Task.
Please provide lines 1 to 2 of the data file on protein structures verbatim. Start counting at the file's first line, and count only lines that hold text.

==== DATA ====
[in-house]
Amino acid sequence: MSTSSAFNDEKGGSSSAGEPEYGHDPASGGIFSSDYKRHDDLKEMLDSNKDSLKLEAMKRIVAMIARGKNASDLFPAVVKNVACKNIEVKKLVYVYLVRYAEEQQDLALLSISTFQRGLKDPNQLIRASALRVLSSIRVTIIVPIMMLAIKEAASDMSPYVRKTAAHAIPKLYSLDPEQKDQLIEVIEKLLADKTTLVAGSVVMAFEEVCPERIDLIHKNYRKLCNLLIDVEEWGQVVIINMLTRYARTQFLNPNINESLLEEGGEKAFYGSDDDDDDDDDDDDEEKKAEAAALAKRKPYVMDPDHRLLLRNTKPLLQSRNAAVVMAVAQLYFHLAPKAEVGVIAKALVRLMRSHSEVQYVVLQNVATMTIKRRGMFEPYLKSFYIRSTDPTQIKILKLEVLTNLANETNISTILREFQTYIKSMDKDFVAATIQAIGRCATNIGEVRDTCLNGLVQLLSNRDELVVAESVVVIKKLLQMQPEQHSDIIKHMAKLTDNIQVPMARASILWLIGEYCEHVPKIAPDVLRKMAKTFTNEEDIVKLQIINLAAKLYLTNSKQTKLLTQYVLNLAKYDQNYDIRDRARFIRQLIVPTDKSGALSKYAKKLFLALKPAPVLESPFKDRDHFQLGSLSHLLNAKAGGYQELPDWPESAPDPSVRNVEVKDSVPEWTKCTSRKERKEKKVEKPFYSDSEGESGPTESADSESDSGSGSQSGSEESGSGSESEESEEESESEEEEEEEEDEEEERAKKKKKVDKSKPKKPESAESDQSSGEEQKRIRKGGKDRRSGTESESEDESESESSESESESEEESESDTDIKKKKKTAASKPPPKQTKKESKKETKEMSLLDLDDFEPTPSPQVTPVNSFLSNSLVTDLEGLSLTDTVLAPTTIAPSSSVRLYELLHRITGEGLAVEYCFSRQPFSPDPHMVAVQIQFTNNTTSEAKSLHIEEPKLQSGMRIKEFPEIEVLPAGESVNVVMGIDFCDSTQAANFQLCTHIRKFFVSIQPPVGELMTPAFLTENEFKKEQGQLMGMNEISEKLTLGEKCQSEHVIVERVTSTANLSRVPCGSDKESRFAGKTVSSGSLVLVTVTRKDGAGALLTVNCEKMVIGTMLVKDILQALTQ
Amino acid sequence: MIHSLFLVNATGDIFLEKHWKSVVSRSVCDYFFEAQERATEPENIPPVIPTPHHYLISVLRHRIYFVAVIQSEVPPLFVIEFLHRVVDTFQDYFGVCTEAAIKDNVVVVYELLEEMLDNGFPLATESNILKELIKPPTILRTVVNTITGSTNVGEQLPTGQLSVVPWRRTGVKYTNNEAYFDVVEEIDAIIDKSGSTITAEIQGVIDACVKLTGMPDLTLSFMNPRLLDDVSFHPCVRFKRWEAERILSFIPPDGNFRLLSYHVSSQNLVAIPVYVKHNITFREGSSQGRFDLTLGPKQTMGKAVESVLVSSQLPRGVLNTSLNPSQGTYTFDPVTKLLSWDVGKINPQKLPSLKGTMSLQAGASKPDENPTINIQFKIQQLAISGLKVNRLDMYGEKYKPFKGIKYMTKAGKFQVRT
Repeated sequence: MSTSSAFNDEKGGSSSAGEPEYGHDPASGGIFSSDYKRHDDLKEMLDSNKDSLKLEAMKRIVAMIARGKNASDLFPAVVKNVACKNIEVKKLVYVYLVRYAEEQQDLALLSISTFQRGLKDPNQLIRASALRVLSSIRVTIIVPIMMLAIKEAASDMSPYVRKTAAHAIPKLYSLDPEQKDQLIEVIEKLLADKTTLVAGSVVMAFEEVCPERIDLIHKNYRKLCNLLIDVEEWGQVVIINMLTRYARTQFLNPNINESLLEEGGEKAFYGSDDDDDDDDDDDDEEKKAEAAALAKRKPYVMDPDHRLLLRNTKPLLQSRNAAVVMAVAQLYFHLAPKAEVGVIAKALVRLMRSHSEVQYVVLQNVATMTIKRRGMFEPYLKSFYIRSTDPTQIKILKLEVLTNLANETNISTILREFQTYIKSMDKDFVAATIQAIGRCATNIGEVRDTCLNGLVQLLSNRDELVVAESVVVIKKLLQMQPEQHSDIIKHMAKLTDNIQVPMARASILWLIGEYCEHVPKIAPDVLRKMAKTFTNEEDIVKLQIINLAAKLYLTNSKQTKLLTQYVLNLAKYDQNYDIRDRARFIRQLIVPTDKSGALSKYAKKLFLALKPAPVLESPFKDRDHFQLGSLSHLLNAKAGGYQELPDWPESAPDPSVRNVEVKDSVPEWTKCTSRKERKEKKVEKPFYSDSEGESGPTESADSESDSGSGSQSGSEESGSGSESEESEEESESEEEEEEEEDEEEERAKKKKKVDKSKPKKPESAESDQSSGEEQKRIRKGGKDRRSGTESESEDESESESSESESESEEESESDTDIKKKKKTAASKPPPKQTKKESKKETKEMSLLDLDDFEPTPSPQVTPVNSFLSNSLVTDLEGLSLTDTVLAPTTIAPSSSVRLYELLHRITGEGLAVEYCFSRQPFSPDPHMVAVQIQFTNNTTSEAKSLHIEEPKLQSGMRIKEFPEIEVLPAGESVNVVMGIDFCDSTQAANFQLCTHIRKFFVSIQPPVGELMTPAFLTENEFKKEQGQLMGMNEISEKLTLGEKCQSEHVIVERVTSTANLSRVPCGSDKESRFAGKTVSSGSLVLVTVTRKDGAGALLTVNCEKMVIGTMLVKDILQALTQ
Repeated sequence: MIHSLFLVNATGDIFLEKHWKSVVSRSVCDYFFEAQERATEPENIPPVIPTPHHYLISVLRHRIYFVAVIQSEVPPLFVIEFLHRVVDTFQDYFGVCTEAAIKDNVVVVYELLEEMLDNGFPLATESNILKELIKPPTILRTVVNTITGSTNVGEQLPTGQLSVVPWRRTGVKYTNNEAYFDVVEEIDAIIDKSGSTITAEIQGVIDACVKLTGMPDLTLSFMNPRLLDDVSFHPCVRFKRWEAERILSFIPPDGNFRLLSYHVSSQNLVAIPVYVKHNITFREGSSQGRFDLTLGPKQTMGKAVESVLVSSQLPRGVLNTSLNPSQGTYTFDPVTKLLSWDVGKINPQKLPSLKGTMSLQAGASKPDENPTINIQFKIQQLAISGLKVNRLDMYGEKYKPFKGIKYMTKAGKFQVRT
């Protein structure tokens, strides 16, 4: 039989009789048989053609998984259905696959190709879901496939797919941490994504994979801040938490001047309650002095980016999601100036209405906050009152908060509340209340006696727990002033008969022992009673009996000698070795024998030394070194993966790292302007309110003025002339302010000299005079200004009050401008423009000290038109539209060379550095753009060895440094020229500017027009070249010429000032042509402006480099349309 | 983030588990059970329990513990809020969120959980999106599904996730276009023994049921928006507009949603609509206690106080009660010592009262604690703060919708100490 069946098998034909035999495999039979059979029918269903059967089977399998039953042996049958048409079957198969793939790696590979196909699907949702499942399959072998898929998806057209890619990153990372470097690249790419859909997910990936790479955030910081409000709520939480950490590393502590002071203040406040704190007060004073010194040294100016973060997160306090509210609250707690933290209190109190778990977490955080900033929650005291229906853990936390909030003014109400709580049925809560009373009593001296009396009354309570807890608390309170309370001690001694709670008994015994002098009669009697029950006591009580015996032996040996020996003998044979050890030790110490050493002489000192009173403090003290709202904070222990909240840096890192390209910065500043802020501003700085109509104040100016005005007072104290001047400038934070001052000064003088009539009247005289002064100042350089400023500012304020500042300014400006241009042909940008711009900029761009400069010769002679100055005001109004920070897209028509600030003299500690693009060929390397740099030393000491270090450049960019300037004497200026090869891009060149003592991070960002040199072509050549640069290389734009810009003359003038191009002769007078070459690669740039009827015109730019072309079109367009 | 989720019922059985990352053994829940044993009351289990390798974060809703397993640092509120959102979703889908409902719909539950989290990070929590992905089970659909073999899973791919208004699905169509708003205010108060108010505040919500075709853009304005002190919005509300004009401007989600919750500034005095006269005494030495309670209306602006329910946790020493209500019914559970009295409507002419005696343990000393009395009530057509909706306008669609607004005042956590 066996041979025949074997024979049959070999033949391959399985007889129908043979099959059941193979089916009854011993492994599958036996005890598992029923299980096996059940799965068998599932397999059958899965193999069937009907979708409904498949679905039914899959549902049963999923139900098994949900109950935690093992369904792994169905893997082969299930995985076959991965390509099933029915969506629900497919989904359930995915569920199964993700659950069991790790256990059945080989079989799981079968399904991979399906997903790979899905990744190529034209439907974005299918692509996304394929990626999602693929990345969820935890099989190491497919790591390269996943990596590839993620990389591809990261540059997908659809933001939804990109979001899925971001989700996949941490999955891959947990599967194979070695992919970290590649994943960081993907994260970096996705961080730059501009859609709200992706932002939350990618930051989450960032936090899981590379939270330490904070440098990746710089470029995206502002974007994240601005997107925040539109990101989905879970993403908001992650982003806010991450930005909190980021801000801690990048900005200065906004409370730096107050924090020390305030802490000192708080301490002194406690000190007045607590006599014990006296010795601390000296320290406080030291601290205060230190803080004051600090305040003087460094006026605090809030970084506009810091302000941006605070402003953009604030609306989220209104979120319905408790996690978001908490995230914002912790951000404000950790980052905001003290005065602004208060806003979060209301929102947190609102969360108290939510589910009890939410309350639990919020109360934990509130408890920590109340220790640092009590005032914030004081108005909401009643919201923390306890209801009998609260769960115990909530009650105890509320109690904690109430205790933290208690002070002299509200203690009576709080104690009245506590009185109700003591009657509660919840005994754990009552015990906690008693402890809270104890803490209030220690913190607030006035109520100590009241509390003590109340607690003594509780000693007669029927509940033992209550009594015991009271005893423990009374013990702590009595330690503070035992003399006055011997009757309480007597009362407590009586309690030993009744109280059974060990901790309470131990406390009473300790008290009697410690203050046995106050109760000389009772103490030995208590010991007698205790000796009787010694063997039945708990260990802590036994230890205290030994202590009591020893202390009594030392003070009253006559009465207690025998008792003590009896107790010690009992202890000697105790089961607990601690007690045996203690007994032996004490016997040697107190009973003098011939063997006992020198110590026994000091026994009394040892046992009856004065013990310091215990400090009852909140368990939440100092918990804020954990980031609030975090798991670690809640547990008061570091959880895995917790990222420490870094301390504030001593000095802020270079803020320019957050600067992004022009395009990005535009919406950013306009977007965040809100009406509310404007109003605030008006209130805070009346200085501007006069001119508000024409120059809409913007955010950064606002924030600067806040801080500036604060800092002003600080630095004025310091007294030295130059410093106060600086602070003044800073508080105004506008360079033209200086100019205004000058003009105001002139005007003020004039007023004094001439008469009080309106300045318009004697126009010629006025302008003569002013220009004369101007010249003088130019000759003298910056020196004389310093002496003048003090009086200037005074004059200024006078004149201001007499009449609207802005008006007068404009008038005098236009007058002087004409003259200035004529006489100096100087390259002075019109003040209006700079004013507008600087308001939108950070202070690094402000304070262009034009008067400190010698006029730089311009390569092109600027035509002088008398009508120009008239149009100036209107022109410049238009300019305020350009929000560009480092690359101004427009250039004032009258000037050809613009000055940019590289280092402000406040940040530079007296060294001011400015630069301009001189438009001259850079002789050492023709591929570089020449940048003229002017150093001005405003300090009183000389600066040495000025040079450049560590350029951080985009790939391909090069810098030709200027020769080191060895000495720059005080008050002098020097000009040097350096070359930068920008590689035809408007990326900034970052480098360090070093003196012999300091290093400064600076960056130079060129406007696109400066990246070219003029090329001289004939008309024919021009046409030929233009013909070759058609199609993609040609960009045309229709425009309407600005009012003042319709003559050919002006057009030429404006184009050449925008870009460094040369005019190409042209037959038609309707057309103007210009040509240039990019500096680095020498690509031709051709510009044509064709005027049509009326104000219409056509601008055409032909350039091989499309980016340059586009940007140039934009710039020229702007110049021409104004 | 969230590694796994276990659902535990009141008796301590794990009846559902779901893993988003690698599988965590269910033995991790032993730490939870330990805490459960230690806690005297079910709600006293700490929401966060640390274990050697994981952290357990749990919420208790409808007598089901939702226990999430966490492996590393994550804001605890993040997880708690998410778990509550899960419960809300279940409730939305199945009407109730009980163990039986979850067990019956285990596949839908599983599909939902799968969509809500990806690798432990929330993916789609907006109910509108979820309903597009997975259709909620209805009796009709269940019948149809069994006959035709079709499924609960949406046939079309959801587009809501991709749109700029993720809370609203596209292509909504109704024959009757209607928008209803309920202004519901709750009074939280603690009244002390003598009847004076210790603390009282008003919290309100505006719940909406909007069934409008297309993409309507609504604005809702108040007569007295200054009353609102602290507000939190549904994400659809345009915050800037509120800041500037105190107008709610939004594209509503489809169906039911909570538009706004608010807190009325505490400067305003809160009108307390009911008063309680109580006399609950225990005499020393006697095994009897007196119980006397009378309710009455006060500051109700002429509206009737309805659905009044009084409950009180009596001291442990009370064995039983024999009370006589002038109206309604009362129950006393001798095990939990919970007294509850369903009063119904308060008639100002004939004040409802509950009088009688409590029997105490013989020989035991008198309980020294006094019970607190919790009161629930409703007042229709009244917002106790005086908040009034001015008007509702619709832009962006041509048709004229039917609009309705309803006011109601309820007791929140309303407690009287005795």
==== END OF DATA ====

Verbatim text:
[in-house]
Amino acid sequence: MSTSSAFNDEKGGSSSAGEPEYGHDPASGGIFSSDYKRHDDLKEMLDSNKDSLKLEAMKRIVAMIARGKNASDLFPAVVKNVACKNIEVKKLVYVYLVRYAEEQQDLALLSISTFQRGLKDPNQLIRASALRVLSSIRVTIIVPIMMLAIKEAASDMSPYVRKTAAHAIPKLYSLDPEQKDQLIEVIEKLLADKTTLVAGSVVMAFEEVCPERIDLIHKNYRKLCNLLIDVEEWGQVVIINMLTRYARTQFLNPNINESLLEEGGEKAFYGSDDDDDDDDDDDDEEKKAEAAALAKRKPYVMDPDHRLLLRNTKPLLQSRNAAVVMAVAQLYFHLAPKAEVGVIAKALVRLMRSHSEVQYVVLQNVATMTIKRRGMFEPYLKSFYIRSTDPTQIKILKLEVLTNLANETNISTILREFQTYIKSMDKDFVAATIQAIGRCATNIGEVRDTCLNGLVQLLSNRDELVVAESVVVIKKLLQMQPEQHSDIIKHMAKLTDNIQVPMARASILWLIGEYCEHVPKIAPDVLRKMAKTFTNEEDIVKLQIINLAAKLYLTNSKQTKLLTQYVLNLAKYDQNYDIRDRARFIRQLIVPTDKSGALSKYAKKLFLALKPAPVLESPFKDRDHFQLGSLSHLLNAKAGGYQELPDWPESAPDPSVRNVEVKDSVPEWTKCTSRKERKEKKVEKPFYSDSEGESGPTESADSESDSGSGSQSGSEESGSGSESEESEEESESEEEEEEEEDEEEERAKKKKKVDKSKPKKPESAESDQSSGEEQKRIRKGGKDRRSGTESESEDESESESSESESESEEESESDTDIKKKKKTAASKPPPKQTKKESKKETKEMSLLDLDDFEPTPSPQVTPVNSFLSNSLVTDLEGLSLTDTVLAPTTIAPSSSVRLYELLHRITGEGLAVEYCFSRQPFSPDPHMVAVQIQFTNNTTSEAKSLHIEEPKLQSGMRIKEFPEIEVLPAGESVNVVMGIDFCDSTQAANFQLCTHIRKFFVSIQPPVGELMTPAFLTENEFKKEQGQLMGMNEISEKLTLGEKCQSEHVIVERVTSTANLSRVPCGSDKESRFAGKTVSSGSLVLVTVTRKDGAGALLTVNCEKMVIGTMLVKDILQALTQ